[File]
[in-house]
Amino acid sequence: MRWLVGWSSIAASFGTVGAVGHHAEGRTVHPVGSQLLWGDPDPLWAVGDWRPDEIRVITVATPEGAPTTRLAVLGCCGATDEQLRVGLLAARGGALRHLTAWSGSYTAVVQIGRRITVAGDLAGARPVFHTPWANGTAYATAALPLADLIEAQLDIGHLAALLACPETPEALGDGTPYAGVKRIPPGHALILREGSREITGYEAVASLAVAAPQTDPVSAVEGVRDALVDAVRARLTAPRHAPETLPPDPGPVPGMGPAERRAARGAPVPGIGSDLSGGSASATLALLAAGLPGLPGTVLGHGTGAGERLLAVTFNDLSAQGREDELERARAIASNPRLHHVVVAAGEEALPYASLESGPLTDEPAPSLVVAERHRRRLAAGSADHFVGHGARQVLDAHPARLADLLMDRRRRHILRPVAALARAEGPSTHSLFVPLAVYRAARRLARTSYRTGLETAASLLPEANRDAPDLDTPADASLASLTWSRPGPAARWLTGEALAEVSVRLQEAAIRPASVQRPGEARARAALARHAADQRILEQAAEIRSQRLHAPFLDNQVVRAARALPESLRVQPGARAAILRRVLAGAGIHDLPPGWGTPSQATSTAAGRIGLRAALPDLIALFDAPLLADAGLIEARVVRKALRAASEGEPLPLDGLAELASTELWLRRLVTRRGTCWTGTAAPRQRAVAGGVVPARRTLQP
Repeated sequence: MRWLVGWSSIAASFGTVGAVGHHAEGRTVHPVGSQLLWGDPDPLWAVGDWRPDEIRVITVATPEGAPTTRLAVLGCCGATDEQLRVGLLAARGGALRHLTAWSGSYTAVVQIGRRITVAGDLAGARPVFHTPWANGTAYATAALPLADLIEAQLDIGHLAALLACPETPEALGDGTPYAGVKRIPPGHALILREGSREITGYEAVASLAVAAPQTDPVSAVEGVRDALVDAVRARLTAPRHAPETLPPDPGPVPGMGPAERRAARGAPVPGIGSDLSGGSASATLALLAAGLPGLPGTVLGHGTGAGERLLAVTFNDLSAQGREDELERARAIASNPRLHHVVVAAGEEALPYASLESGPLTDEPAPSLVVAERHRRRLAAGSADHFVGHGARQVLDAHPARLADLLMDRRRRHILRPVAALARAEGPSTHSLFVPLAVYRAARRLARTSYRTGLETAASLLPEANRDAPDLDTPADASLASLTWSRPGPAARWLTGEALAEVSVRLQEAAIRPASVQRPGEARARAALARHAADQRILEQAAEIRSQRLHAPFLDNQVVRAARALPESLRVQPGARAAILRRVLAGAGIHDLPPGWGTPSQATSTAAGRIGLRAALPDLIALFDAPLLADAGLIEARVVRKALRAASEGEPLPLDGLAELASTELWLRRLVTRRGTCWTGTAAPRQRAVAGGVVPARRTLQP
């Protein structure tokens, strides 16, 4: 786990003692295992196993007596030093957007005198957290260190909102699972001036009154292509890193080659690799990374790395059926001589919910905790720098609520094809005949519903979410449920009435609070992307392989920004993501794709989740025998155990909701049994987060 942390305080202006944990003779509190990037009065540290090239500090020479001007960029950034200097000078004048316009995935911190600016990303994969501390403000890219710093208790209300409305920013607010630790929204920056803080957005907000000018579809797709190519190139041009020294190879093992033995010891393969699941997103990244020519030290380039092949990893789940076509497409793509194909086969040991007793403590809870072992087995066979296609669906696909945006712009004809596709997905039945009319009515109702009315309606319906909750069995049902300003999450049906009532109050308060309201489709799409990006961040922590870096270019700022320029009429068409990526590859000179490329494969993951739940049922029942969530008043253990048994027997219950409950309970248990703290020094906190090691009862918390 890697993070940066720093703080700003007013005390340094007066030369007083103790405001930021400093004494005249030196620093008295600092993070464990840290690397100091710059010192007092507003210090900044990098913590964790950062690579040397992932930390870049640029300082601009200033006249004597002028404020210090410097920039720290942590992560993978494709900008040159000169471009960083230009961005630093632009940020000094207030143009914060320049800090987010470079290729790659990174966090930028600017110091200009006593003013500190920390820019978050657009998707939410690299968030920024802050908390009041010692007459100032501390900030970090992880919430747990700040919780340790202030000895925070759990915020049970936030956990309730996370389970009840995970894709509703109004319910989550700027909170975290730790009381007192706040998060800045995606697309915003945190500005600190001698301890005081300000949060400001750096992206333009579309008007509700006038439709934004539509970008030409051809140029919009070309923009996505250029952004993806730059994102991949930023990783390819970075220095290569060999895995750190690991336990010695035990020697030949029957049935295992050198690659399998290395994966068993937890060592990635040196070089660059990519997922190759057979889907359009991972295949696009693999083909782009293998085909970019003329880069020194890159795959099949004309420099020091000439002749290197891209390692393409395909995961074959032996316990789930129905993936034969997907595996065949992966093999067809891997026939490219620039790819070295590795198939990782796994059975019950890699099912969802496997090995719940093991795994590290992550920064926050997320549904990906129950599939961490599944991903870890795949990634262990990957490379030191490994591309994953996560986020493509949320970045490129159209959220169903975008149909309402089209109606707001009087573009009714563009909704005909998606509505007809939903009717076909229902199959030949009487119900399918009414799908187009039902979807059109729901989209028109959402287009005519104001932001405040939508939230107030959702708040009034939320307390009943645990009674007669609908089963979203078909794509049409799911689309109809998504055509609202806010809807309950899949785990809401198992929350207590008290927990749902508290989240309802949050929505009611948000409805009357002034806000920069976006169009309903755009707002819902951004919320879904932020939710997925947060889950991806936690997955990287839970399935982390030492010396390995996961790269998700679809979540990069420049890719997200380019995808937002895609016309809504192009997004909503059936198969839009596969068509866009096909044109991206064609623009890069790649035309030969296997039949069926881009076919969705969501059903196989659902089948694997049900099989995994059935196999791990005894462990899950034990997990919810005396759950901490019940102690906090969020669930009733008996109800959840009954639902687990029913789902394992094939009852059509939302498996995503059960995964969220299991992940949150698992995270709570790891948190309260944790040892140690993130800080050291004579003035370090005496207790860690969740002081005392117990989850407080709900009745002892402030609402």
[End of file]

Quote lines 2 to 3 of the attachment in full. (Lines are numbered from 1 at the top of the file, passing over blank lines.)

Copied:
Amino acid sequence: MRWLVGWSSIAASFGTVGAVGHHAEGRTVHPVGSQLLWGDPDPLWAVGDWRPDEIRVITVATPEGAPTTRLAVLGCCGATDEQLRVGLLAARGGALRHLTAWSGSYTAVVQIGRRITVAGDLAGARPVFHTPWANGTAYATAALPLADLIEAQLDIGHLAALLACPETPEALGDGTPYAGVKRIPPGHALILREGSREITGYEAVASLAVAAPQTDPVSAVEGVRDALVDAVRARLTAPRHAPETLPPDPGPVPGMGPAERRAARGAPVPGIGSDLSGGSASATLALLAAGLPGLPGTVLGHGTGAGERLLAVTFNDLSAQGREDELERARAIASNPRLHHVVVAAGEEALPYASLESGPLTDEPAPSLVVAERHRRRLAAGSADHFVGHGARQVLDAHPARLADLLMDRRRRHILRPVAALARAEGPSTHSLFVPLAVYRAARRLARTSYRTGLETAASLLPEANRDAPDLDTPADASLASLTWSRPGPAARWLTGEALAEVSVRLQEAAIRPASVQRPGEARARAALARHAADQRILEQAAEIRSQRLHAPFLDNQVVRAARALPESLRVQPGARAAILRRVLAGAGIHDLPPGWGTPSQATSTAAGRIGLRAALPDLIALFDAPLLADAGLIEARVVRKALRAASEGEPLPLDGLAELASTELWLRRLVTRRGTCWTGTAAPRQRAVAGGVVPARRTLQP
Repeated sequence: MRWLVGWSSIAASFGTVGAVGHHAEGRTVHPVGSQLLWGDPDPLWAVGDWRPDEIRVITVATPEGAPTTRLAVLGCCGATDEQLRVGLLAARGGALRHLTAWSGSYTAVVQIGRRITVAGDLAGARPVFHTPWANGTAYATAALPLADLIEAQLDIGHLAALLACPETPEALGDGTPYAGVKRIPPGHALILREGSREITGYEAVASLAVAAPQTDPVSAVEGVRDALVDAVRARLTAPRHAPETLPPDPGPVPGMGPAERRAARGAPVPGIGSDLSGGSASATLALLAAGLPGLPGTVLGHGTGAGERLLAVTFNDLSAQGREDELERARAIASNPRLHHVVVAAGEEALPYASLESGPLTDEPAPSLVVAERHRRRLAAGSADHFVGHGARQVLDAHPARLADLLMDRRRRHILRPVAALARAEGPSTHSLFVPLAVYRAARRLARTSYRTGLETAASLLPEANRDAPDLDTPADASLASLTWSRPGPAARWLTGEALAEVSVRLQEAAIRPASVQRPGEARARAALARHAADQRILEQAAEIRSQRLHAPFLDNQVVRAARALPESLRVQPGARAAILRRVLAGAGIHDLPPGWGTPSQATSTAAGRIGLRAALPDLIALFDAPLLADAGLIEARVVRKALRAASEGEPLPLDGLAELASTELWLRRLVTRRGTCWTGTAAPRQRAVAGGVVPARRTLQP